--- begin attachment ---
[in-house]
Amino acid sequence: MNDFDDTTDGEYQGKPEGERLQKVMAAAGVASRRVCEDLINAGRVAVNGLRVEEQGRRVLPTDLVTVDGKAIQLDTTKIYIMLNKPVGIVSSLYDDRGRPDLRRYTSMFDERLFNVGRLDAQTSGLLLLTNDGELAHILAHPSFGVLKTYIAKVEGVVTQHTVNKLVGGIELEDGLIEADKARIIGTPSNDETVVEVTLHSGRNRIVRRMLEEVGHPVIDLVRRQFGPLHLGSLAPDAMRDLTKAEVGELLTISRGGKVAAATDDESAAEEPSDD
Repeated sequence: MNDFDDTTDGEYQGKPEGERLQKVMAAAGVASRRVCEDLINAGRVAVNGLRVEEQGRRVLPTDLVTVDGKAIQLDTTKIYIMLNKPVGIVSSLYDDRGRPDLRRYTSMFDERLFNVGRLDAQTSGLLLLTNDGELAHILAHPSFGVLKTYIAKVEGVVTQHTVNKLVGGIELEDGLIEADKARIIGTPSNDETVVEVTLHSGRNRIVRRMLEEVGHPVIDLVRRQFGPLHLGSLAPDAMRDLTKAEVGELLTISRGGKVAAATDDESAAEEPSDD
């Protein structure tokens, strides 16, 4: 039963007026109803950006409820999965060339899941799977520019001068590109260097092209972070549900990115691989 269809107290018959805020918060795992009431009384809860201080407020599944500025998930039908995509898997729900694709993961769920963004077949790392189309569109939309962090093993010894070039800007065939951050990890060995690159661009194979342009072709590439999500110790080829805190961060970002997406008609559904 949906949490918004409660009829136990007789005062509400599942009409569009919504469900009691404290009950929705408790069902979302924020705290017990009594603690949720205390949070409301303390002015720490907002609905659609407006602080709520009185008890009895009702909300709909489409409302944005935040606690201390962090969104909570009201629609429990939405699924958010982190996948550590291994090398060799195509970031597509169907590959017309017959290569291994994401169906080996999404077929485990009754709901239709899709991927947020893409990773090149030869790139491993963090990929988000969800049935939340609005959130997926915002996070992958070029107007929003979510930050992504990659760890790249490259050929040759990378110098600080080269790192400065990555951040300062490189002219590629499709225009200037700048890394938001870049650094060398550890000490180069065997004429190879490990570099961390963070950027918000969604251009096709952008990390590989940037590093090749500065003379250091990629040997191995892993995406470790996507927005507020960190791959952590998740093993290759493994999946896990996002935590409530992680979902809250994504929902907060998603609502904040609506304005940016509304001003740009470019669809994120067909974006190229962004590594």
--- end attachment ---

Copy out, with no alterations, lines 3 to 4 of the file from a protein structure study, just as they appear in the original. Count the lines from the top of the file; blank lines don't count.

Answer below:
Repeated sequence: MNDFDDTTDGEYQGKPEGERLQKVMAAAGVASRRVCEDLINAGRVAVNGLRVEEQGRRVLPTDLVTVDGKAIQLDTTKIYIMLNKPVGIVSSLYDDRGRPDLRRYTSMFDERLFNVGRLDAQTSGLLLLTNDGELAHILAHPSFGVLKTYIAKVEGVVTQHTVNKLVGGIELEDGLIEADKARIIGTPSNDETVVEVTLHSGRNRIVRRMLEEVGHPVIDLVRRQFGPLHLGSLAPDAMRDLTKAEVGELLTISRGGKVAAATDDESAAEEPSDD
């Protein structure tokens, strides 16, 4: 039963007026109803950006409820999965060339899941799977520019001068590109260097092209972070549900990115691989 269809107290018959805020918060795992009431009384809860201080407020599944500025998930039908995509898997729900694709993961769920963004077949790392189309569109939309962090093993010894070039800007065939951050990890060995690159661009194979342009072709590439999500110790080829805190961060970002997406008609559904 949906949490918004409660009829136990007789005062509400599942009409569009919504469900009691404290009950929705408790069902979302924020705290017990009594603690949720205390949070409301303390002015720490907002609905659609407006602080709520009185008890009895009702909300709909489409409302944005935040606690201390962090969104909570009201629609429990939405699924958010982190996948550590291994090398060799195509970031597509169907590959017309017959290569291994994401169906080996999404077929485990009754709901239709899709991927947020893409990773090149030869790139491993963090990929988000969800049935939340609005959130997926915002996070992958070029107007929003979510930050992504990659760890790249490259050929040759990378110098600080080269790192400065990555951040300062490189002219590629499709225009200037700048890394938001870049650094060398550890000490180069065997004429190879490990570099961390963070950027918000969604251009096709952008990390590989940037590093090749500065003379250091990629040997191995892993995406470790996507927005507020960190791959952590998740093993290759493994999946896990996002935590409530992680979902809250994504929902907060998603609502904040609506304005940016509304001003740009470019669809994120067909974006190229962004590594």